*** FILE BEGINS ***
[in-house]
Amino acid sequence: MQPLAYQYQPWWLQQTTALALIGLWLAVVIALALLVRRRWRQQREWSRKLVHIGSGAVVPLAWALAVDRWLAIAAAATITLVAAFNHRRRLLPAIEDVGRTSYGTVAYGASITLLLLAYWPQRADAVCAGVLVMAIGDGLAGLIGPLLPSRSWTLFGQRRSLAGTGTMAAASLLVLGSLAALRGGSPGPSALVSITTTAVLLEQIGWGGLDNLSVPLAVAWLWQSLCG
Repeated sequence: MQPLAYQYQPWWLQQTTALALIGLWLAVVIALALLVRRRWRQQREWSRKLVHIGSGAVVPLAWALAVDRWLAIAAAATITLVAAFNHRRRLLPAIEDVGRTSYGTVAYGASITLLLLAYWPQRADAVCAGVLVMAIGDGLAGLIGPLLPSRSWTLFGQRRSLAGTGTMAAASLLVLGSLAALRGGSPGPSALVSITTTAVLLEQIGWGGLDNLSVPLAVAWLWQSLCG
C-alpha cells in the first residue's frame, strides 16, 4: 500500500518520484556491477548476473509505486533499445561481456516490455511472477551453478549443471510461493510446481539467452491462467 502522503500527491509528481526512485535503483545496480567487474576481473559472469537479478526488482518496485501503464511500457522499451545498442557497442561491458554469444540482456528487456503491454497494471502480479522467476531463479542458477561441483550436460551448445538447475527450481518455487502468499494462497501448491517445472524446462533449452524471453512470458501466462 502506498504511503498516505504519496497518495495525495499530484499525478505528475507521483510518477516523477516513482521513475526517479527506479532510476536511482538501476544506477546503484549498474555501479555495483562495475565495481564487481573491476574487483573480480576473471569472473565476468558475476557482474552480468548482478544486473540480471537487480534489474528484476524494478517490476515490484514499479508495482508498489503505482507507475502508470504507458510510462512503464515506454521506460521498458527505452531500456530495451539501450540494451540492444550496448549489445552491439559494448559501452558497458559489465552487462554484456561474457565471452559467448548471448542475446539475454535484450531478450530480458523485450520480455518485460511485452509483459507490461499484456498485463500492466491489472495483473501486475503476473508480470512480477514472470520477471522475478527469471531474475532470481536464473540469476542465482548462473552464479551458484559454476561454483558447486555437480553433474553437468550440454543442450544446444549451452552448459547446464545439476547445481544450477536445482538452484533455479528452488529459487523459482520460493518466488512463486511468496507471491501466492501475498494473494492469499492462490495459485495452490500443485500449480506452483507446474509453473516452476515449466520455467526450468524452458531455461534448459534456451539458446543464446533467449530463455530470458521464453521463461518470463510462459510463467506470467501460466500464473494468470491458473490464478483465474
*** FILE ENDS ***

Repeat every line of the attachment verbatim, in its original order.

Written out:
[in-house]
Amino acid sequence: MQPLAYQYQPWWLQQTTALALIGLWLAVVIALALLVRRRWRQQREWSRKLVHIGSGAVVPLAWALAVDRWLAIAAAATITLVAAFNHRRRLLPAIEDVGRTSYGTVAYGASITLLLLAYWPQRADAVCAGVLVMAIGDGLAGLIGPLLPSRSWTLFGQRRSLAGTGTMAAASLLVLGSLAALRGGSPGPSALVSITTTAVLLEQIGWGGLDNLSVPLAVAWLWQSLCG
Repeated sequence: MQPLAYQYQPWWLQQTTALALIGLWLAVVIALALLVRRRWRQQREWSRKLVHIGSGAVVPLAWALAVDRWLAIAAAATITLVAAFNHRRRLLPAIEDVGRTSYGTVAYGASITLLLLAYWPQRADAVCAGVLVMAIGDGLAGLIGPLLPSRSWTLFGQRRSLAGTGTMAAASLLVLGSLAALRGGSPGPSALVSITTTAVLLEQIGWGGLDNLSVPLAVAWLWQSLCG
C-alpha cells in the first residue's frame, strides 16, 4: 500500500518520484556491477548476473509505486533499445561481456516490455511472477551453478549443471510461493510446481539467452491462467 502522503500527491509528481526512485535503483545496480567487474576481473559472469537479478526488482518496485501503464511500457522499451545498442557497442561491458554469444540482456528487456503491454497494471502480479522467476531463479542458477561441483550436460551448445538447475527450481518455487502468499494462497501448491517445472524446462533449452524471453512470458501466462 502506498504511503498516505504519496497518495495525495499530484499525478505528475507521483510518477516523477516513482521513475526517479527506479532510476536511482538501476544506477546503484549498474555501479555495483562495475565495481564487481573491476574487483573480480576473471569472473565476468558475476557482474552480468548482478544486473540480471537487480534489474528484476524494478517490476515490484514499479508495482508498489503505482507507475502508470504507458510510462512503464515506454521506460521498458527505452531500456530495451539501450540494451540492444550496448549489445552491439559494448559501452558497458559489465552487462554484456561474457565471452559467448548471448542475446539475454535484450531478450530480458523485450520480455518485460511485452509483459507490461499484456498485463500492466491489472495483473501486475503476473508480470512480477514472470520477471522475478527469471531474475532470481536464473540469476542465482548462473552464479551458484559454476561454483558447486555437480553433474553437468550440454543442450544446444549451452552448459547446464545439476547445481544450477536445482538452484533455479528452488529459487523459482520460493518466488512463486511468496507471491501466492501475498494473494492469499492462490495459485495452490500443485500449480506452483507446474509453473516452476515449466520455467526450468524452458531455461534448459534456451539458446543464446533467449530463455530470458521464453521463461518470463510462459510463467506470467501460466500464473494468470491458473490464478483465474